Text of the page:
If you have ever shopped for Church management software, you know that pricing varies widely. Maybe you've even wondered why that is. I've done a lot of thinking about pricing ChMS through the years. Here are some of the different factors I've considered.
Pricing to pay the bills. This is the obvious starting point. Software as a service, like every business has costs associated with it. There are technology costs including servers, computers, phones, label printers, software licenses, and business services. There are HR costs for salaries, wages, taxes, insurance, retirement. There are marketing costs for conferences, travel, marketing campaigns and referral systems. There are often brick and mortar costs for offices or buildings.
Pricing to please the church budget. Then, there's the price that will fit the budget of the client. In our case churches. Yes, there are churches who are fine with paying the same amount for software that they would for a part time staff person. But, most churches have to be really careful about their budget. I managed a church budget for six years and know what that's like. This is a really big factor for us.
Pricing for profit. In the past few years there has been a lot of activity to consolidate our industry. Many private equity firms and venture capitalists have begun to look at our industry as an untapped vertical for profit. Historically, businesses serving churches and non-profits were seen as poor investments. However, as online giving and web-based software services have increased in popularity in churches, a whole new interest in purchasing and consolidating church software businesses has risen. Add that to the multiples for software as a service platforms in our current financial environment and interest in the possibility of church software as a profit opportunity has increased. We'll see a lot more of this in the next decade.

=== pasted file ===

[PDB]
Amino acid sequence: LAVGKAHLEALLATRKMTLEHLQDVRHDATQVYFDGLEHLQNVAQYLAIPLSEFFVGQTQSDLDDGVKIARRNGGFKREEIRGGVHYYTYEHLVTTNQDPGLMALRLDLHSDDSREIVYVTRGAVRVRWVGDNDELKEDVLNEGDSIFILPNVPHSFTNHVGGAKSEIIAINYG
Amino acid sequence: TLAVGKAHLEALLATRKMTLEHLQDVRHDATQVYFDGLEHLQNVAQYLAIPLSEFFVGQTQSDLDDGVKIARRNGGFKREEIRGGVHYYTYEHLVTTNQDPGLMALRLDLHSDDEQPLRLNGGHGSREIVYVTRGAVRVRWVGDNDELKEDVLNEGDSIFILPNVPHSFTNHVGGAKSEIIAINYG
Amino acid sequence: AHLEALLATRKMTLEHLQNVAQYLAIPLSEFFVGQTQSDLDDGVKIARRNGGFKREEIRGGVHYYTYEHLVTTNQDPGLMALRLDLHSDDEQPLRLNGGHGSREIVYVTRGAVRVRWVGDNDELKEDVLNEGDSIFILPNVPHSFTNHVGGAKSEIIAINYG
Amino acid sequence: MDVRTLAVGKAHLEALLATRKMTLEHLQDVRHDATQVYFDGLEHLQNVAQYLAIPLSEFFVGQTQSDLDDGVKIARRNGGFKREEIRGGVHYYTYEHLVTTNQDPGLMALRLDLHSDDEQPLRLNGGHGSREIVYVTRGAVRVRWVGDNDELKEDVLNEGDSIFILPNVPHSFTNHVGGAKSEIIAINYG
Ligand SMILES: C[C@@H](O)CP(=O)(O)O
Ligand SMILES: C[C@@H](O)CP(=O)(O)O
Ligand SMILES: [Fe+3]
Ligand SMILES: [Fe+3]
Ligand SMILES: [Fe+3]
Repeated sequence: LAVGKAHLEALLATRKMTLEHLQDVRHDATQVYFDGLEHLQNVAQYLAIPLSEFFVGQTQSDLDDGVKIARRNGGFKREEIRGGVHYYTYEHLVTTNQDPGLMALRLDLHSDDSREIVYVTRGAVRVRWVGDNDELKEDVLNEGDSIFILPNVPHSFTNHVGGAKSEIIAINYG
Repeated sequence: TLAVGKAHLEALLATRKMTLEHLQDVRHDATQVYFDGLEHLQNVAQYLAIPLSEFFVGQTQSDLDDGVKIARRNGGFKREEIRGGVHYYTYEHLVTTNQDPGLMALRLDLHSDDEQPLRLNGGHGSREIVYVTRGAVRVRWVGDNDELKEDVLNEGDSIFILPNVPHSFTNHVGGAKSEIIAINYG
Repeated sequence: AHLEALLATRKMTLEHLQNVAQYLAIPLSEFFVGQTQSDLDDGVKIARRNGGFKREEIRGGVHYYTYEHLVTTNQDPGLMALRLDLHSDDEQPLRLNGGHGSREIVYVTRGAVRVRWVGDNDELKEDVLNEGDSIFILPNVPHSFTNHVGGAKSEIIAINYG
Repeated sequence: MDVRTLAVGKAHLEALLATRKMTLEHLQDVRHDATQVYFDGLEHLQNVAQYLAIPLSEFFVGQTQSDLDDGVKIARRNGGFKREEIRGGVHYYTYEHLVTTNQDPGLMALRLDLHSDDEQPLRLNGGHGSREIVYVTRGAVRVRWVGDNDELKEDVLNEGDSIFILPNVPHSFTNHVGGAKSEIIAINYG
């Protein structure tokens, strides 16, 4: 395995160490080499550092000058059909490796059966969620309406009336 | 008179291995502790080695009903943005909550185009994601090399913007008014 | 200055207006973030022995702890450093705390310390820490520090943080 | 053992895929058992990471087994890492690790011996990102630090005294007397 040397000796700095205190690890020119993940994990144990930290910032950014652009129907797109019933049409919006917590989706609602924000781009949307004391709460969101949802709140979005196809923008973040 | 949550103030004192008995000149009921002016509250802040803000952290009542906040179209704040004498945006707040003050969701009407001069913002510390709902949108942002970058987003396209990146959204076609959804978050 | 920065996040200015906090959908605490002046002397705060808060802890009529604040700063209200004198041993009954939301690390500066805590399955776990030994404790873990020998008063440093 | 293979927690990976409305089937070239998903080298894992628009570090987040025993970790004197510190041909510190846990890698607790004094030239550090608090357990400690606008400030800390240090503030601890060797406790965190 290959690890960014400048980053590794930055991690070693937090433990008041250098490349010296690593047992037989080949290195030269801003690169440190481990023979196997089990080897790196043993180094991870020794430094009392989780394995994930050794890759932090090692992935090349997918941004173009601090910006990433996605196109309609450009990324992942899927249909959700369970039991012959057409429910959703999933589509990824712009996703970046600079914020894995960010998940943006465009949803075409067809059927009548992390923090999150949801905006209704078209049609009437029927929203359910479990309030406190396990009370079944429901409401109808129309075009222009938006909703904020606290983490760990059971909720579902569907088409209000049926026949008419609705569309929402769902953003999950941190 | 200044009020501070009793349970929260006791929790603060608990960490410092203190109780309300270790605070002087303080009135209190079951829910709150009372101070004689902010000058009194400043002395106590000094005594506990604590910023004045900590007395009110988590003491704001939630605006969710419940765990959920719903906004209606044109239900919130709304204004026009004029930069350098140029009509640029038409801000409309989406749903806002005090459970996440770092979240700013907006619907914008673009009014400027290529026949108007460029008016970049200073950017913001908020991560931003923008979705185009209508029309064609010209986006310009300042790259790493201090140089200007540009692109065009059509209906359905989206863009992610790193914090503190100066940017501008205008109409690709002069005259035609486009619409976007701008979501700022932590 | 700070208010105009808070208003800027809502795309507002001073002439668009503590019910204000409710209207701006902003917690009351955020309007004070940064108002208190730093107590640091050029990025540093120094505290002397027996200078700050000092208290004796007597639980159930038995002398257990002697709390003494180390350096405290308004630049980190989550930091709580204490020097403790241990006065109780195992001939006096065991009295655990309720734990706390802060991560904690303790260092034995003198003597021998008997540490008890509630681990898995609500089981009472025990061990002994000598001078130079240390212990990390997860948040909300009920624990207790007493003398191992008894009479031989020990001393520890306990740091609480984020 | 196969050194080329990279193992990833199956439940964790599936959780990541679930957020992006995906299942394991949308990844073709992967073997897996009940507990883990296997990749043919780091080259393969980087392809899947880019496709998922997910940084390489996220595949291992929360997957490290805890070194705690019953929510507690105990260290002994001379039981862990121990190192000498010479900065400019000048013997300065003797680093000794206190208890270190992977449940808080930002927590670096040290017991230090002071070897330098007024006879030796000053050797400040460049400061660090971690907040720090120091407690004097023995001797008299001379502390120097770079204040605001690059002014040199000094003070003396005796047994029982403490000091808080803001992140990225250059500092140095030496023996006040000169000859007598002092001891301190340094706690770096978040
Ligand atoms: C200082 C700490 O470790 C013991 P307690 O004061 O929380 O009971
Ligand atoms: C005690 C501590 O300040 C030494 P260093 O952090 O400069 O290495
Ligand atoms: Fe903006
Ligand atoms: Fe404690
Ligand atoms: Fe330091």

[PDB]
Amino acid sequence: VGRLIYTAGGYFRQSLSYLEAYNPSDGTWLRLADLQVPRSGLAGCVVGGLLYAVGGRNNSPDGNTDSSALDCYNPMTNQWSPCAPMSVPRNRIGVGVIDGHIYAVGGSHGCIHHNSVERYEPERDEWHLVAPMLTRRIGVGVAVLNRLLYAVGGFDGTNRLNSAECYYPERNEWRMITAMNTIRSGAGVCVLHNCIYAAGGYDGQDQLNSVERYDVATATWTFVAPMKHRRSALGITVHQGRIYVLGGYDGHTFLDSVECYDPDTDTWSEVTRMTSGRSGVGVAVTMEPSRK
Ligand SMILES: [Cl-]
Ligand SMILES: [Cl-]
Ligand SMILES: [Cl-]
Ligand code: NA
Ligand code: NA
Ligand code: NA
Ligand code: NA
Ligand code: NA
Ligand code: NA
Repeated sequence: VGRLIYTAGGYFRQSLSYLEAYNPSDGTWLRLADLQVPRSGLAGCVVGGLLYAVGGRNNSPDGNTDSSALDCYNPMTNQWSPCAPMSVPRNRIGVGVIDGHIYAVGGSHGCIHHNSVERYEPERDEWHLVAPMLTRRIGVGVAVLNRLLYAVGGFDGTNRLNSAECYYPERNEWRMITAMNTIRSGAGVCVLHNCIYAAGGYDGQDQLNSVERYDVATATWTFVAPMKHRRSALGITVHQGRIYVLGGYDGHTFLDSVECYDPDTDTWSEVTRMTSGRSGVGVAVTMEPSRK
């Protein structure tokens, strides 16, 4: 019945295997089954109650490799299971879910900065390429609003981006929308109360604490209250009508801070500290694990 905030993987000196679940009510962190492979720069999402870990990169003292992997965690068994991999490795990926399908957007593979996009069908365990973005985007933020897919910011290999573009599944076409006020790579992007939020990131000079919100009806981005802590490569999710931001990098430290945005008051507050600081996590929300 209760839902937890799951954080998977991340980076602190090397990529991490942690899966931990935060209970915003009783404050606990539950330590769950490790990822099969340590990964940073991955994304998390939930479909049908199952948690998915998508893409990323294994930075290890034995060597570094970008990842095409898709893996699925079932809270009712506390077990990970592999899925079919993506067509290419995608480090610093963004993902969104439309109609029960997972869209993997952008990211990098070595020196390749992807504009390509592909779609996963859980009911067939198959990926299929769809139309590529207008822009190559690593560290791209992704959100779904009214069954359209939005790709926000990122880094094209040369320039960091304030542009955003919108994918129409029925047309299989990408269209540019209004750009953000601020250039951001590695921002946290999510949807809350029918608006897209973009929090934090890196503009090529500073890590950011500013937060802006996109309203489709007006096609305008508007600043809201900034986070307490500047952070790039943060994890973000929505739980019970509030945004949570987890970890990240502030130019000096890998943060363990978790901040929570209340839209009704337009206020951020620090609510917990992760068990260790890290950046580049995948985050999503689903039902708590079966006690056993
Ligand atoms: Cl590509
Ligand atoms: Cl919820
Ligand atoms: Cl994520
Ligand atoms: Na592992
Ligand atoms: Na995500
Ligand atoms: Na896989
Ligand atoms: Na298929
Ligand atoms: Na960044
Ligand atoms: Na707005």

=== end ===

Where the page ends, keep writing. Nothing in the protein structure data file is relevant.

Pricing for perception. There's an old adage when it comes to pricing, "you get what you pay for." This is the idea that if something costs more, it must be of greater value than something that costs less. Status is associated with the more expensive brand. So, the thinking goes, if we price our software at or near the top of the market or maybe even push the market a bit, we will be perceived as higher quality and status and be more attractive to buyers. This has been a hard one for me to consider. Maybe it is my blue-collar background. Or, the responsibility I feel to help churches steward people's giving well.
Next time, I'll look at the options for the basis of pricing and share some of my thoughts about things like pricing per user, module, activity, etc.. But this time, I'll end with a question for you. If you were me, thinking about the price of software for church administration, how would you evaluate the above factors?